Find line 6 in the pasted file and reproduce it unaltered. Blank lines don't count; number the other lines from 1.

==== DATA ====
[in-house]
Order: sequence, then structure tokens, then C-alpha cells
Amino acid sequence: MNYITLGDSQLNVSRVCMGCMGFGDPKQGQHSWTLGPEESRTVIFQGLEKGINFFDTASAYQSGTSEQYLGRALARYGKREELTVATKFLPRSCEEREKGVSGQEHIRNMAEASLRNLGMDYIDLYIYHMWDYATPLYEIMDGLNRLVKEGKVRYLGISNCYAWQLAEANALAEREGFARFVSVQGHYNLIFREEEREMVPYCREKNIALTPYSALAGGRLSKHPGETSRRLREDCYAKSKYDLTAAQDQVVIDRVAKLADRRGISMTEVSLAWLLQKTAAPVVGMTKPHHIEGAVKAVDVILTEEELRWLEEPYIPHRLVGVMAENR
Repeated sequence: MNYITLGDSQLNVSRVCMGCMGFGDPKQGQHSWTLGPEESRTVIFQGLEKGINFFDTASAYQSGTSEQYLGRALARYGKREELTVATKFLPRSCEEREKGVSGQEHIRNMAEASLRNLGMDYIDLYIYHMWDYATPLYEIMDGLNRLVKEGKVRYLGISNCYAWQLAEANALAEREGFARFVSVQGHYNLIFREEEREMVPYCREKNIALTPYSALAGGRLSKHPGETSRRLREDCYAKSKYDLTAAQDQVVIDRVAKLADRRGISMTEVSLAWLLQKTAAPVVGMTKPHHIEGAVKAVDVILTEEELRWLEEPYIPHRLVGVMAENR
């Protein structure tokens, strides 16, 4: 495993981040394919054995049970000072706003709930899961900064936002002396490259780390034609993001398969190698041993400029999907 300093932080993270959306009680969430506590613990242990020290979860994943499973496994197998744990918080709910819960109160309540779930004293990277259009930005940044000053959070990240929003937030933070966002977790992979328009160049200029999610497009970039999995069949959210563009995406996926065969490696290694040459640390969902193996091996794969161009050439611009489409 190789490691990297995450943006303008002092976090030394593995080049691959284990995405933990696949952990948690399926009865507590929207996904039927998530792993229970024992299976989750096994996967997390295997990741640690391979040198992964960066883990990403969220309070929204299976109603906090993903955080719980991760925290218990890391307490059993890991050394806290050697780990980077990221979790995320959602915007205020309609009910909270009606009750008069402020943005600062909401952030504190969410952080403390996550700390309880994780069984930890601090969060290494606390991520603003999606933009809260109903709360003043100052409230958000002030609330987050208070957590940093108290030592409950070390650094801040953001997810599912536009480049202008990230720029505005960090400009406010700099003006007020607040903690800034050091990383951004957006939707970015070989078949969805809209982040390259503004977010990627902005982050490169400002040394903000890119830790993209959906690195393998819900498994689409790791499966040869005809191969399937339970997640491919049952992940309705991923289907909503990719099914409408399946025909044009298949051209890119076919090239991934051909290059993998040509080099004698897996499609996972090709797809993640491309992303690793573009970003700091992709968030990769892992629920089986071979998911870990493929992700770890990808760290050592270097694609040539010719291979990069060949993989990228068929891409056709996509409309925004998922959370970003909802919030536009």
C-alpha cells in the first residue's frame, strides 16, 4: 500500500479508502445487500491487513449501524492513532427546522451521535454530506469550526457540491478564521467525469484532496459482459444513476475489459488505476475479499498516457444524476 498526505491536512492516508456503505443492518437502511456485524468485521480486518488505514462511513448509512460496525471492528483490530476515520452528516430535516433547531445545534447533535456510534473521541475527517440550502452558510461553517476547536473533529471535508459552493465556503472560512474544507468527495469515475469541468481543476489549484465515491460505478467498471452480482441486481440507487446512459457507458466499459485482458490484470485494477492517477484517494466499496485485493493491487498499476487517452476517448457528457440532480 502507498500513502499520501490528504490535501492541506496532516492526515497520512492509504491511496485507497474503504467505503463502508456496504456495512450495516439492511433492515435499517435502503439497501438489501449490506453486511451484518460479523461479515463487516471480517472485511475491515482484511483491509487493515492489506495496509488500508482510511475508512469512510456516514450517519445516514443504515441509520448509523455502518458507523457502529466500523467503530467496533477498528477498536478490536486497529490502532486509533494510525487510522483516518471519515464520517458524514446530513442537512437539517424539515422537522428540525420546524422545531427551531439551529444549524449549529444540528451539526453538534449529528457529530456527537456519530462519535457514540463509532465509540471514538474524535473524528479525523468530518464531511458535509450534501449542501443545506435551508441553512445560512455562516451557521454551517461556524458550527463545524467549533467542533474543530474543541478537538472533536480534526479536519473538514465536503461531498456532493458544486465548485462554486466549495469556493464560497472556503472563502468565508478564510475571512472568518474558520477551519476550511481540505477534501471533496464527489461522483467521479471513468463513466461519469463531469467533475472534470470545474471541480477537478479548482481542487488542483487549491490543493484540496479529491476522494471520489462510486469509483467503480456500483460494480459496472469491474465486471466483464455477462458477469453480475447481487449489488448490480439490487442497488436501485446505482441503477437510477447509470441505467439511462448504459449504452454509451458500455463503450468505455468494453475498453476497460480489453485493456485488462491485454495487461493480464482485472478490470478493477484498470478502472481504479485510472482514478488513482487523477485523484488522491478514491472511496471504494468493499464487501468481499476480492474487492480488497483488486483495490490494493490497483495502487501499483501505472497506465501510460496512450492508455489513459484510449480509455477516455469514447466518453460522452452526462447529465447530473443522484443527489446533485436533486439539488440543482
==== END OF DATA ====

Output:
C-alpha cells in the first residue's frame, strides 16, 4: 500500500479508502445487500491487513449501524492513532427546522451521535454530506469550526457540491478564521467525469484532496459482459444513476475489459488505476475479499498516457444524476 498526505491536512492516508456503505443492518437502511456485524468485521480486518488505514462511513448509512460496525471492528483490530476515520452528516430535516433547531445545534447533535456510534473521541475527517440550502452558510461553517476547536473533529471535508459552493465556503472560512474544507468527495469515475469541468481543476489549484465515491460505478467498471452480482441486481440507487446512459457507458466499459485482458490484470485494477492517477484517494466499496485485493493491487498499476487517452476517448457528457440532480 502507498500513502499520501490528504490535501492541506496532516492526515497520512492509504491511496485507497474503504467505503463502508456496504456495512450495516439492511433492515435499517435502503439497501438489501449490506453486511451484518460479523461479515463487516471480517472485511475491515482484511483491509487493515492489506495496509488500508482510511475508512469512510456516514450517519445516514443504515441509520448509523455502518458507523457502529466500523467503530467496533477498528477498536478490536486497529490502532486509533494510525487510522483516518471519515464520517458524514446530513442537512437539517424539515422537522428540525420546524422545531427551531439551529444549524449549529444540528451539526453538534449529528457529530456527537456519530462519535457514540463509532465509540471514538474524535473524528479525523468530518464531511458535509450534501449542501443545506435551508441553512445560512455562516451557521454551517461556524458550527463545524467549533467542533474543530474543541478537538472533536480534526479536519473538514465536503461531498456532493458544486465548485462554486466549495469556493464560497472556503472563502468565508478564510475571512472568518474558520477551519476550511481540505477534501471533496464527489461522483467521479471513468463513466461519469463531469467533475472534470470545474471541480477537478479548482481542487488542483487549491490543493484540496479529491476522494471520489462510486469509483467503480456500483460494480459496472469491474465486471466483464455477462458477469453480475447481487449489488448490480439490487442497488436501485446505482441503477437510477447509470441505467439511462448504459449504452454509451458500455463503450468505455468494453475498453476497460480489453485493456485488462491485454495487461493480464482485472478490470478493477484498470478502472481504479485510472482514478488513482487523477485523484488522491478514491472511496471504494468493499464487501468481499476480492474487492480488497483488486483495490490494493490497483495502487501499483501505472497506465501510460496512450492508455489513459484510449480509455477516455469514447466518453460522452452526462447529465447530473443522484443527489446533485436533486439539488440543482